At the ITTF 3rd Taichung Table Tennis Open for the Disabled in August 2015, Chee won a bronze for the men's singles Class 2 event.[1][12]

In December 2015 at the 2015 ASEAN Para Games, Chee helped Singapore win their first gold medal for para table tennis at the ASEAN Para Games by winning both his singles matches and his doubles match with team-mate Aaron Yeo. As a result, Singapore overcame Thailand 3–1 in the men's team Class 1–2 contest for the gold.[1][13]

Eye cancer and ASEAN individual gold (2017–present)

"Even though so many things happen to me, importantly I still can see what is in front of me. I can see a rainbow, I can see the sun, I can see the moon. I mean, I'm still alive lah. I cherish every moment."

Chee in an interview published in October 2017, on dealing with challenges, including losing his right eye.[4]

In April 2017, Chee began to lose vision in his right eye due to a tumour. In May 2017, he was diagnosed with choroidal melanoma, a form of eye cancer. It was found that the cancer had not spread beyond his right eye, and that month Chee underwent successful surgery to remove his right eye; he was fully discharged from hospitalization in June 2017.[14] The loss of his right eye affected Chee's depth perception, affecting his playing of para table tennis.[4]

In September 2017, Chee won a gold medal in the men's individual Class 2 para table tennis event during the 2017 ASEAN Para Games.[7][15] At the same Games, Chee also won a bronze in the men's team Class 1–3 para table tennis event (compared to Class 1–2 in the previous Games, Class 1–3 can feature less impaired para-athletes).[16]

In an interview published in October 2017, Chee said that he uses prosthetic legs to walk short distances while at work, but with the prosthetics it would take him 10 minutes to walk 25 metres. In contrast, his wheelchair can travel up to 12 kilometres per hour.[4] His role in the Navy at the time was a desk-bound training specialist at Changi Naval Base.[4] Chee also told of his target to graduate with a degree in mathematics in 2019/2020.[4]


  1. ^ a b c d e "Profile page for Chee Weng Fai Jason". Team Singapore. Retrieved 24 September 2017. 
  2. ^ a b c d e Chen, May. "'Mum would be proud': Navy man Jason Chee who lost 3 limbs and eye draws strength from late mum". The Straits Times. Retrieved 30 September 2017.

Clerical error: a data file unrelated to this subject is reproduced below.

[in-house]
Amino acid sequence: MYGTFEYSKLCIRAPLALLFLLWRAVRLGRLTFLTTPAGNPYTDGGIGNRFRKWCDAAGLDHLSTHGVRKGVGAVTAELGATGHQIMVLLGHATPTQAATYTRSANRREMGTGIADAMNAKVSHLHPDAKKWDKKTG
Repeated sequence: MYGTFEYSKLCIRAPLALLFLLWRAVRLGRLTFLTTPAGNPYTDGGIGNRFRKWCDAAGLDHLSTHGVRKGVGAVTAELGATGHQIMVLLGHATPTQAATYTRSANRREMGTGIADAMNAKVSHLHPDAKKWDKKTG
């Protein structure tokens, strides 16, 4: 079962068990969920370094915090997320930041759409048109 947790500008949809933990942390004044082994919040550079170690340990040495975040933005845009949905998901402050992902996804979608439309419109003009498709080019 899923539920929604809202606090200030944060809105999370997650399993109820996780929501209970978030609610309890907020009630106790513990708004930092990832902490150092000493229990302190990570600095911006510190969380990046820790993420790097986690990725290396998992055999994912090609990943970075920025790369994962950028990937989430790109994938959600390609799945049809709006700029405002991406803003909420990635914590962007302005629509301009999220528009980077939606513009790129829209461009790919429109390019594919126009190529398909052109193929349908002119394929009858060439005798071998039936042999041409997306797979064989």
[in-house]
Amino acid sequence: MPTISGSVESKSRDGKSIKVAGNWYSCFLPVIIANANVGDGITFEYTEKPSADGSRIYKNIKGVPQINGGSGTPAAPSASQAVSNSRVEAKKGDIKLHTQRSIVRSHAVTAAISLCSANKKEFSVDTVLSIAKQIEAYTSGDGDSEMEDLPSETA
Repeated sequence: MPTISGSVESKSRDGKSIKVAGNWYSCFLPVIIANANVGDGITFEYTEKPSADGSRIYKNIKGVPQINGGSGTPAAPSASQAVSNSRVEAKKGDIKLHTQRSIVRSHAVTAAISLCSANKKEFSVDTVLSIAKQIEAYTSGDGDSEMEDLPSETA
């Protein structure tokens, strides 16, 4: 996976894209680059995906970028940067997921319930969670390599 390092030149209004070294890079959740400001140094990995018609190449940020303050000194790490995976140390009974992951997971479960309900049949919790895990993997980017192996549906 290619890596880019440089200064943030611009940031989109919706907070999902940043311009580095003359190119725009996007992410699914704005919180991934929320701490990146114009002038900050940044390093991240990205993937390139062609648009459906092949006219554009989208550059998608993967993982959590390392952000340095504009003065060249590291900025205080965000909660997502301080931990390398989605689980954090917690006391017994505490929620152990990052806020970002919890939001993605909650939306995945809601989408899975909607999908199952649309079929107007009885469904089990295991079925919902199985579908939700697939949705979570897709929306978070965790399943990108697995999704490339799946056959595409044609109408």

3. ^ a b c d "Inspiring story of Jason Chee, who lost his legs but will play for S'pore". AsiaOne. Retrieved 30 September 2017. 
  4. ^ a b c d e f g h i j k l m n Tan, Sumiko. "Lunch With Sumiko: Against the odds, Jason Chee triumphs". Retrieved 1 October 2017. 
  5. ^ "Navy regular critically injured after incident onboard ship". AsiaOne. Retrieved 24 September 2017. 
  6. ^ a b Wee, Tim. "Walking Tall Once More: The Jason Chee Story". SAFRA National Service Association. Retrieved 24 September 2017. 
  7. ^ a b Chia, Alvin (22 September 2017). "Asean Para Games: Jason Chee takes his first individual table tennis gold". The Straits Times. Retrieved 23 September 2017. 
  8. ^ "Sufficient blood for navy regular: National Blood Programme". AsiaOne. Retrieved 24 September 2017. 
  9. ^ Low, Lin Fhoong. "Navy man's 1.67m dream". Today. Retrieved 24 September 2017. 
  10. ^ "Navy man Jason Chee's table-tennis victory". The Straits Times. Retrieved 24 September 2017. 
  11. ^ a b Lee, Jian Xuan. "Navy serviceman, Jason Chee, returns to work 18 months after accident". The Straits Times. Retrieved 30 September 2017. 
  12. ^ "ITTF 3rd Taichung Table Tennis Open for the Disabled 2015, Team Singapore Players Singles Results". Singapore Disability Sports Council. Retrieved 24 September 2017. 
  13. ^ Wong, Jonathan. "Asean Para Games: Jason Chee delivers on promise". The Straits Times. Retrieved 24 September 2017. 
  14. ^ Haziq, Aqil. "Jason Chee, medal-winning para-athlete, loses right eye to cancer". Channel News Asia. Retrieved 24 September 2017. 
  15. ^ "ASEAN Para Games: Jason Chee wins gold in individual event". Channel News Asia. Retrieved 23 September 2017. 
  16. ^ "ASEAN Para Games: Jason Chee wins bronze in team event". Channel News Asia. Retrieved 30 September 2017.